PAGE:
Owl Ideas


Owl puppets.

Provide the children with a paper bag and an assortment of materials to create their version of what an owl would look like. Some examples: glitter, twigs, leaves, material/felt, tissue paper. Once their creations are dry have the children act out the following poem

Five wise old owls
Sat on a barn door
One flew away
And then their were four
Four wise old owls
Sat down for tea
One fell in his cup
And then there were three
Three wise old owls
Hooted on cue
One lost his voice
And then there were two
Two wise old owls
Weren’t having any fun
So one fell asleep
And then there were One
One wise old owl
In the setting sun
Flew off to the forest
And then there were none.


We are fortunate enough to have a Naturalist come to our school each year. She brings an Owl and teaches the children many interesting facts. One common misconception that I see over and over again is that the Owl has “ears” on the top of his head. These “points” are actually just tufts of feathers and not ears. Owls ears are actually hidden by his feathers and are on the side of his head. We should be careful as teachers not to call the “tufts of feathers” on top……..the Owls ears.


I bought Sheets of Sponge from our Art store in town….AC MOORE. I cut out a large Owl and a small owl shape. I then wet the thin sponge shapes and they swelled up into regular size sponges. At school the next day I read “Owl Babies” by Martin Waddell. For our Art project that day we went out on the playground and collected sticks. Once inside we taped our chosen stick to a 9×12 piece of paper. (This was the limb of a tree.) Some children chose to draw a tree themselves connecting the stick as an actual limb. On the limb the children sponge painted Owls. Large Moms and Dads…and smaller baby owls. We had fun counting how many Owls fit on our limbs. When the paint had dried we added eyes, beaks, feathers, and talons. It was lots of fun and the kids LOVE the Owl Baby story.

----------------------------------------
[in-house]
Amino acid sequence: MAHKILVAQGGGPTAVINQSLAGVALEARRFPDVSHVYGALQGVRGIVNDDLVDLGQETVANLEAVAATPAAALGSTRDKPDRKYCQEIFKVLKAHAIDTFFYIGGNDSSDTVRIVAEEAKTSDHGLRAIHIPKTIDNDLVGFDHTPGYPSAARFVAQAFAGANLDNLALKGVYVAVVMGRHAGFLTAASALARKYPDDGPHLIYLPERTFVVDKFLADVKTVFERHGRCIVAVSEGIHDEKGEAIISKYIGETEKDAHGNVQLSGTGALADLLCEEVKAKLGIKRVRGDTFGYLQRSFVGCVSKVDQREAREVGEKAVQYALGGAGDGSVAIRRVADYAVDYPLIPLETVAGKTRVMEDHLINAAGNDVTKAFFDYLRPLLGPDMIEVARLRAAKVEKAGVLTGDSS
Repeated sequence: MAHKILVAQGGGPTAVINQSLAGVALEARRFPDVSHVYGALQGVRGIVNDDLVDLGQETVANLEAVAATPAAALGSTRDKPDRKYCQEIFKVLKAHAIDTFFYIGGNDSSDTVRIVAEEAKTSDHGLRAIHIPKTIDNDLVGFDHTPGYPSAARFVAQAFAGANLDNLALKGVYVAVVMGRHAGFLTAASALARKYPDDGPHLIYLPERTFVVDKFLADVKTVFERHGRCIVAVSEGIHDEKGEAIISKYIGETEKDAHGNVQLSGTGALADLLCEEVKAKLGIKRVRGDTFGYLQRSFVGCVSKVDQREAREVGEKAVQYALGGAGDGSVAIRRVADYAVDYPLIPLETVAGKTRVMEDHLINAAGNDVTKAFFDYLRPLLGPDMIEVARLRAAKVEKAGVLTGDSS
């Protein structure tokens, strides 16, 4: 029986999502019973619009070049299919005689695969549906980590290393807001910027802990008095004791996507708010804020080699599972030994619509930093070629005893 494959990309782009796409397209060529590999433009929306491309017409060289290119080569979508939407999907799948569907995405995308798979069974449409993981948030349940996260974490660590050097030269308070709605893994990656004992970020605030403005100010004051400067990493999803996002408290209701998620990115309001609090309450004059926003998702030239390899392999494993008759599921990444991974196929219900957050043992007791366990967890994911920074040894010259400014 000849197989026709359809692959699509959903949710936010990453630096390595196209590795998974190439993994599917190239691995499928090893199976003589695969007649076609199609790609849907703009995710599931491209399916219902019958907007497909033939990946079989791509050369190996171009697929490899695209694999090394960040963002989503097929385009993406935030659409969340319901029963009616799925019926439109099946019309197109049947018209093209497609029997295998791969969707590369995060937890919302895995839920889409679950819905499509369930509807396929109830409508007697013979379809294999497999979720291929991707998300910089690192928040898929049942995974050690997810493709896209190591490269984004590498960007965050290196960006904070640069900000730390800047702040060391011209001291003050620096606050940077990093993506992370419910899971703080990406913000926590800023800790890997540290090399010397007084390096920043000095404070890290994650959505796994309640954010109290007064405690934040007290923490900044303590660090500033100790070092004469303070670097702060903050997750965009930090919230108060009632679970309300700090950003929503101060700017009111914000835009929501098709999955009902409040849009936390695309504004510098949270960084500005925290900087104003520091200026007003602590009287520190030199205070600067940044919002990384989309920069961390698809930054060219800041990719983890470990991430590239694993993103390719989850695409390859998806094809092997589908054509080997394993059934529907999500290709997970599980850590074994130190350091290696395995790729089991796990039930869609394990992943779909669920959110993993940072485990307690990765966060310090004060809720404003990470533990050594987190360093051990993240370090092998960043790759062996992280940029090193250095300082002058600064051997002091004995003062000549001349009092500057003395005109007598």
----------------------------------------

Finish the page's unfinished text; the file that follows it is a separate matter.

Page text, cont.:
I’ve done this two ways. In 2 days-We made owl puppets with large white paper plates we sponge painted ( a little square of sponge held by a clothespin dipped in paint) with gray and brown. On day two we glued a large triangle pointing downward to the center of the plate)- this is the beak and ears. The eyes are made with regular sized cupcake liners with a rectangle glued inside the cupcake liner and a circle for an eye on top of the rectangle or a plastic eye from the store. To make in 1 day I used colored small paper plates like they have for Halloween (black) and did the same with the triangle for the ears and beak and then used the mini-cupcake liners for eyes with the rectangle inside and plastic eyes. We also added a circle mouth. I found the smaller plates worked best. We just taped tongue depressors on the back with duct tape and wrote the child’s name on the front of the tongue depressor. The plates and tongue depressors with names we did before the kids glued stuff on to speed up the process.


 

Share an idea you have used in your classroom or at home that pertains to this theme.